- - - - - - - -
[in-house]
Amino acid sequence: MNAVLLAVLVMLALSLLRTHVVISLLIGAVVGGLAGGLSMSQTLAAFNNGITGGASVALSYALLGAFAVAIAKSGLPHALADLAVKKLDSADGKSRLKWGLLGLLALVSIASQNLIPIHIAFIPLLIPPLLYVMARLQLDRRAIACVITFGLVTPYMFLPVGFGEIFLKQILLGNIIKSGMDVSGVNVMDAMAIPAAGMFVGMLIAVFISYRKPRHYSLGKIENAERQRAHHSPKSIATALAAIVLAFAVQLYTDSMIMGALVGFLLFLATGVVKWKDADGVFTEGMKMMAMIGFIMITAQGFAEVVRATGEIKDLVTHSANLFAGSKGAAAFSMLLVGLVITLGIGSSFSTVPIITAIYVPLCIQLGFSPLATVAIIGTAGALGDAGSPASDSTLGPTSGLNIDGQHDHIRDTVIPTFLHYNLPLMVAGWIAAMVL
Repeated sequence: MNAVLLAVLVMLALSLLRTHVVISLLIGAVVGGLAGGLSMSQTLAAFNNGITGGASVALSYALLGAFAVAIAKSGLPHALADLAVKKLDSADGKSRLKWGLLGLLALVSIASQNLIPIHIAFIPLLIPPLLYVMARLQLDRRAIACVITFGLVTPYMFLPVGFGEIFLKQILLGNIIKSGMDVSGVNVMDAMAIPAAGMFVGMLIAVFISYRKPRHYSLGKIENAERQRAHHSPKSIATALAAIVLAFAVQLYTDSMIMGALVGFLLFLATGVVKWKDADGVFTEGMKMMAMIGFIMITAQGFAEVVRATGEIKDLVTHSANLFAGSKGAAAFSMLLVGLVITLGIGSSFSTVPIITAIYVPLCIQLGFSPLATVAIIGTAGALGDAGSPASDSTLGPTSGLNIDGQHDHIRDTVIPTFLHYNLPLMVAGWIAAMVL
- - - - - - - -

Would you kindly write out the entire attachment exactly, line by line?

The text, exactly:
[in-house]
Amino acid sequence: MNAVLLAVLVMLALSLLRTHVVISLLIGAVVGGLAGGLSMSQTLAAFNNGITGGASVALSYALLGAFAVAIAKSGLPHALADLAVKKLDSADGKSRLKWGLLGLLALVSIASQNLIPIHIAFIPLLIPPLLYVMARLQLDRRAIACVITFGLVTPYMFLPVGFGEIFLKQILLGNIIKSGMDVSGVNVMDAMAIPAAGMFVGMLIAVFISYRKPRHYSLGKIENAERQRAHHSPKSIATALAAIVLAFAVQLYTDSMIMGALVGFLLFLATGVVKWKDADGVFTEGMKMMAMIGFIMITAQGFAEVVRATGEIKDLVTHSANLFAGSKGAAAFSMLLVGLVITLGIGSSFSTVPIITAIYVPLCIQLGFSPLATVAIIGTAGALGDAGSPASDSTLGPTSGLNIDGQHDHIRDTVIPTFLHYNLPLMVAGWIAAMVL
Repeated sequence: MNAVLLAVLVMLALSLLRTHVVISLLIGAVVGGLAGGLSMSQTLAAFNNGITGGASVALSYALLGAFAVAIAKSGLPHALADLAVKKLDSADGKSRLKWGLLGLLALVSIASQNLIPIHIAFIPLLIPPLLYVMARLQLDRRAIACVITFGLVTPYMFLPVGFGEIFLKQILLGNIIKSGMDVSGVNVMDAMAIPAAGMFVGMLIAVFISYRKPRHYSLGKIENAERQRAHHSPKSIATALAAIVLAFAVQLYTDSMIMGALVGFLLFLATGVVKWKDADGVFTEGMKMMAMIGFIMITAQGFAEVVRATGEIKDLVTHSANLFAGSKGAAAFSMLLVGLVITLGIGSSFSTVPIITAIYVPLCIQLGFSPLATVAIIGTAGALGDAGSPASDSTLGPTSGLNIDGQHDHIRDTVIPTFLHYNLPLMVAGWIAAMVL